A novel way to get children reading
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A novel way to get children reading

Caroline Bixer reveals how charities Beanstalk and Save the Children are working together to improve children’s reading to give them a better start.

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A girl reads with a female reading helper from Beanstalk

Towards the end of our session, nine-year-old Sam asks if I can stay on a little longer. In a special assembly, his class are showing their work to parents, but Sam’s cannot attend.

So, sitting on a hard bench in the hall of a north London primary school that still smells faintly of lunch, I listen to Sam’s two lines. And, in front of all his peers, he reads aloud – clearly, fluently and confidently. It is a breakthrough moment.

Like all the best ideas, Beanstalk’s is simple — children struggling with reading benefit from regular, individual attention. So the literacy charity sends in volunteers who can commit to going into a local primary school twice a week during term time.

Each volunteer for Beanstalk – which is a member of the Jewish Volunteering Network – works with the same three children for the year – and each child has a 30-minute, one-to-one session.

Little girl smiling with reading helperAs a volunteer, I have had the pleasure of witnessing ‘my children’ develop from hesitant to competent readers. There have been many other breakthrough moments. A couple of weeks ago, 10-year-old Khirad wrote down not just the book’s page number for next session, but also – in capitals and underlined – Can’t Wait! She had made the discovery that — as well as being essential — reading can be exciting.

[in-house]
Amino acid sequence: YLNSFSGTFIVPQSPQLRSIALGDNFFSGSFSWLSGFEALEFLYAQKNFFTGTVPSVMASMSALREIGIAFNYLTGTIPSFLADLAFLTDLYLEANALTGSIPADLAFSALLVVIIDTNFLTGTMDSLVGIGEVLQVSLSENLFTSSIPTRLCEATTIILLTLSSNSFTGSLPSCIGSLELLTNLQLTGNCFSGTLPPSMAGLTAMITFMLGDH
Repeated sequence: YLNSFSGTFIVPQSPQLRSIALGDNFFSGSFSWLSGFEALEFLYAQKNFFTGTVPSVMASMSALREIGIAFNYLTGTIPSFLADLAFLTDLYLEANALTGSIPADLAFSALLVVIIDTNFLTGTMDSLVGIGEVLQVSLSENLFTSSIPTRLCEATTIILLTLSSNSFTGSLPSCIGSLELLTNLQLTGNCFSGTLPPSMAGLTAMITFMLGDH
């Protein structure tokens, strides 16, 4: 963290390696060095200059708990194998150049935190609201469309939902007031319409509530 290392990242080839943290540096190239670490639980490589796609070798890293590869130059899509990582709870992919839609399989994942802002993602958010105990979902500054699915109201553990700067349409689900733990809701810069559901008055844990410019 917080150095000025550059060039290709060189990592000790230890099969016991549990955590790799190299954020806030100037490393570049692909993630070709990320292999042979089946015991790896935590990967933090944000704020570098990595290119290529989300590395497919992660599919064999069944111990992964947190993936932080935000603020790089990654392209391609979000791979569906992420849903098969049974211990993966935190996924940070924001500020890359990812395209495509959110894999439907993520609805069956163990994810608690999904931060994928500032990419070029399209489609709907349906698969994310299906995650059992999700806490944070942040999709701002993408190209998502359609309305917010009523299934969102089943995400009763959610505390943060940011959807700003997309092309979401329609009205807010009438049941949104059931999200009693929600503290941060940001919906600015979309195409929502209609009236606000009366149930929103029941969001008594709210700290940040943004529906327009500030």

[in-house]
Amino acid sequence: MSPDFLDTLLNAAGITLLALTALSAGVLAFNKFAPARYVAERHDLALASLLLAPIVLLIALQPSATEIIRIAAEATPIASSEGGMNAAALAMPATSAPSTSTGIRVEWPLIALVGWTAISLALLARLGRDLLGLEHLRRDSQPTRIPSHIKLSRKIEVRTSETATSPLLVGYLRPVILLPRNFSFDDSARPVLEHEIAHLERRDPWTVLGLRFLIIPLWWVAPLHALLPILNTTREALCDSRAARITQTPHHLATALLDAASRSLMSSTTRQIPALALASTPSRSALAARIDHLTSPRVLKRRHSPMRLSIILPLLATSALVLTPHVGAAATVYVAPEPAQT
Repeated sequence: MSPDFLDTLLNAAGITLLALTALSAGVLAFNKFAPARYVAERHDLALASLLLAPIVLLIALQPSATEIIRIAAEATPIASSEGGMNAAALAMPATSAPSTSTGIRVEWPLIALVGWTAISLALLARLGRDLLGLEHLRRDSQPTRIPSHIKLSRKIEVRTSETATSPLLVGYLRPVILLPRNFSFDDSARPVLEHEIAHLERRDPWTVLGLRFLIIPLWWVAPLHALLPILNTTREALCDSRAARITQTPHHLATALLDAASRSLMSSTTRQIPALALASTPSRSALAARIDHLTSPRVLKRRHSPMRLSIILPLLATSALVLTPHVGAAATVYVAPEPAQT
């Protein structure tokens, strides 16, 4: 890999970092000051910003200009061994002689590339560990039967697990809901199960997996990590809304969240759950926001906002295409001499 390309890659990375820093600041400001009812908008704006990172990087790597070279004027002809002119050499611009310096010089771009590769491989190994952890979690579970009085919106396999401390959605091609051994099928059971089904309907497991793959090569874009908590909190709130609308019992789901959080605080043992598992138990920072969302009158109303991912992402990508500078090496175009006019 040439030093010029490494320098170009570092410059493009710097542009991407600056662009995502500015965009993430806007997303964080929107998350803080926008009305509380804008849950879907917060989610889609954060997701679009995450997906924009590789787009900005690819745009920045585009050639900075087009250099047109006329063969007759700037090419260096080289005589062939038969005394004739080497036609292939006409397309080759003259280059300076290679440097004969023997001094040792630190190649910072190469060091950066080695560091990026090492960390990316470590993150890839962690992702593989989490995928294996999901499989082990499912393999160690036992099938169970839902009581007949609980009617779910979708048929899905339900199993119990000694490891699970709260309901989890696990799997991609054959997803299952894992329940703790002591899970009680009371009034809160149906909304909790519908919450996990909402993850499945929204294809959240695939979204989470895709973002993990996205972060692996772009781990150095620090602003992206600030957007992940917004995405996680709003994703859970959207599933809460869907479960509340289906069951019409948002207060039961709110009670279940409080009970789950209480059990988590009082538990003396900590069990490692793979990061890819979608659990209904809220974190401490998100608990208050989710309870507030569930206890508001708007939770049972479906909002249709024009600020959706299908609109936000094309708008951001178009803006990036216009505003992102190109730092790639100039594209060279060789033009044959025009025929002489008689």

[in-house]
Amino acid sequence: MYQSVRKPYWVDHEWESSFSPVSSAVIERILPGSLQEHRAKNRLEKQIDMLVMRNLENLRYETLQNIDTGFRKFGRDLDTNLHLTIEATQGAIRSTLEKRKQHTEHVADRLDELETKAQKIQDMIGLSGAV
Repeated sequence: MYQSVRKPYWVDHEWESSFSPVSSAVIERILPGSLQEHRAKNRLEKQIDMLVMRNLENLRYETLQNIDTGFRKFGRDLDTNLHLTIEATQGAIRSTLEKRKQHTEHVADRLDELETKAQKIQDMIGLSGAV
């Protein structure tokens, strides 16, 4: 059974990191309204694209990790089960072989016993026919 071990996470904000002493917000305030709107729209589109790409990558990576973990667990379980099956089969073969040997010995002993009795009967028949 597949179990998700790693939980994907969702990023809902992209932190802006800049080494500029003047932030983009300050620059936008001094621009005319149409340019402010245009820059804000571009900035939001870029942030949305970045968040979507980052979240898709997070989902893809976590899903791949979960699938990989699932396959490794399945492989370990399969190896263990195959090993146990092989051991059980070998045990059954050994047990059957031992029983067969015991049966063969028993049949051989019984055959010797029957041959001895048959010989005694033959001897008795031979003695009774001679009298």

Sometimes a little patience and ingenuity is needed. Sam’s reading really took off with a Raymond Briggs cartoon — he was finding pages of writing, with no pictures, just too daunting.

And fellow volunteer, Jim, discovered newspaper football reports engaged the interest of one young sports fan. The short, but rigorous, Beanstalk training equips every volunteer to find different ways of doing this

Sadly, for different reasons, so many children are not being read to – or with – at home. And teachers with large classes and/or children whose first language is not English simply do not have the time.

Beanstalk – currently in partnership with the charity Save the Children – makes this precious 30 minutes possible.

To find out about volunteering with Beanstalk, visit http://www.beanstalkcharity.org.uk or call the central office on 020 7729 4087

*Some names have been changed in this article

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